Doctor's Review: Medicine on the Move

August 19, 2017
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Let’s get moderate

The expression “eat moderately” may seem open to interpretation. It’s not. It’s a specific guideline meaning to eat reasonable amounts of a variety of foods in the right proportions to feed your body with all the necessary nutrients while maintaining a healthy weight.

Most Canadians seem to have a fairly disproportionate reading of “eating moderately.” A 2004 survey estimated that a quarter of Canadians are getting more than 35 percent of their calories from fat,1 which is also the limit beyond which health risks increase. The survey also showed that while adults are consuming a lot of calories, they aren’t reaching the requirements for any of the food groups.

Adults eat 50 percent less than the recommended amount of fruits and vegetables.2 Sixty five percent of men and 72 percent of women aged 31 to 50 consumed only 1.5 portions of food from the milk group (versus the recommended two). Younger men met the minimum requirement for the meat and alternatives group, but women and older men didn’t. Most women didn’t meet the minimum requirement of grains either (five portions daily), while younger men did.

Finally, when the calories from all groups were totaled, the result didn’t match with what Canadians actually eat. 3 The rest of calories (about 23 percent) come from other foods not included in Canada’s Food Guide4 — cakes, soft drinks and added sugars.

Obviously, it’s not easy to always know what eating in moderation should be. But there are tools that can help. The United States Department of Agriculture (USDA) developed MyPlate,5 a good guide that visually illustrates the relative amount you should eat from each food group. Use a regular-sized plate and visually separate it in half. One half should be full of fruits and vegetables (use more vegetables than fruit). The other half should be divided between whole grains and lean protein. Every meal should also include a serving from the dairy group.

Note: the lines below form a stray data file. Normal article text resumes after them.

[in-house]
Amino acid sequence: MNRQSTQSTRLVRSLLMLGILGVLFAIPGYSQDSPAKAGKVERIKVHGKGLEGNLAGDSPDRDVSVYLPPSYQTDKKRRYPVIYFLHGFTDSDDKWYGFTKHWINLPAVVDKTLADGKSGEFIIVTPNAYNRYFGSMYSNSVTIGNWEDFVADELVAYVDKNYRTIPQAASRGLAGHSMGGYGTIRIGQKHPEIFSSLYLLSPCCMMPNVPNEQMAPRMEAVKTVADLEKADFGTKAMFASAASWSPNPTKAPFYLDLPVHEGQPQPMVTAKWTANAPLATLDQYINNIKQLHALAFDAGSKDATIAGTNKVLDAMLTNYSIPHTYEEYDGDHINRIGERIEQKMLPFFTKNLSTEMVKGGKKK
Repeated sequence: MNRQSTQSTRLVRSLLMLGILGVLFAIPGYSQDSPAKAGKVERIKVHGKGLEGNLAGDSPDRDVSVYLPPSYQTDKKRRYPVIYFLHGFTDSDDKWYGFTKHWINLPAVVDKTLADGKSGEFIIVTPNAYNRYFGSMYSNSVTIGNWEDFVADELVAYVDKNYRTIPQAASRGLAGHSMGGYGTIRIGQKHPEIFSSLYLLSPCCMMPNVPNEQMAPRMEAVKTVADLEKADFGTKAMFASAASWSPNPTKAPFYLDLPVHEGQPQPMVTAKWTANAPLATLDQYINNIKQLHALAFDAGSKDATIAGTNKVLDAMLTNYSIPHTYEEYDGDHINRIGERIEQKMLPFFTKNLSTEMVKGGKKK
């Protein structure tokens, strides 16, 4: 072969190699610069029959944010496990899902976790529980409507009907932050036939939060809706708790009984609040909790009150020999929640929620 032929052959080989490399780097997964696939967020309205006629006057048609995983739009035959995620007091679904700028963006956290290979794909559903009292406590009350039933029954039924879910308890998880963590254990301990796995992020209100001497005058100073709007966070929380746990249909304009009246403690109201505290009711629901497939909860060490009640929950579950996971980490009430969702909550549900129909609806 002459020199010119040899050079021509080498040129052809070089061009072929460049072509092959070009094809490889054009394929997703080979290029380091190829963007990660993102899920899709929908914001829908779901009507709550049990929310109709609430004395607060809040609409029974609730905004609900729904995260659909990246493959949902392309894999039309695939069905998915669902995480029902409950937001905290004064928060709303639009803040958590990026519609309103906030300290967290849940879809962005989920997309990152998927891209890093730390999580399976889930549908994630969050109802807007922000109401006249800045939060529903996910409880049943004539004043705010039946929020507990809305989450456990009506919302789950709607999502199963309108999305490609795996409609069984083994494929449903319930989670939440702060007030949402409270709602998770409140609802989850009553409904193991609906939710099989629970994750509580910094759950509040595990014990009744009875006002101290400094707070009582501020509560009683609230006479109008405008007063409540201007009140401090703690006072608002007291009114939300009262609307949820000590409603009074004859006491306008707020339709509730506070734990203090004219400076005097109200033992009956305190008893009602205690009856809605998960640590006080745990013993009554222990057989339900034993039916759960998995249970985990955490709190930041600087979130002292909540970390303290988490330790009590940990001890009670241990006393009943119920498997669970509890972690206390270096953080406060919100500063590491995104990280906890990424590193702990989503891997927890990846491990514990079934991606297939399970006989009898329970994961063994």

Next, is the issue of portions. Canada’s Food Guide has examples of what represents a serving.6 But day to day, it may be unpractical and tedious to measure or weigh food. Here are some tips to estimate portion sizes7:

  • The grain product should be the size of your closed fist.
  • The fist also represents a portion of fruit and dairy, which is approximately one cup.
  • If you’re having cooked vegetables, they should fit in your two cupped hands (as if you’re forming a bowl).
  • Your source of protein should fit in the palm of your hand and be no thicker than your pinky finger. This allows for individualized portions. A bigger man for example, needs a bigger portion of protein to be satisfied.

This article was accurate when it was published. Please confirm rates and details directly with the companies in question.

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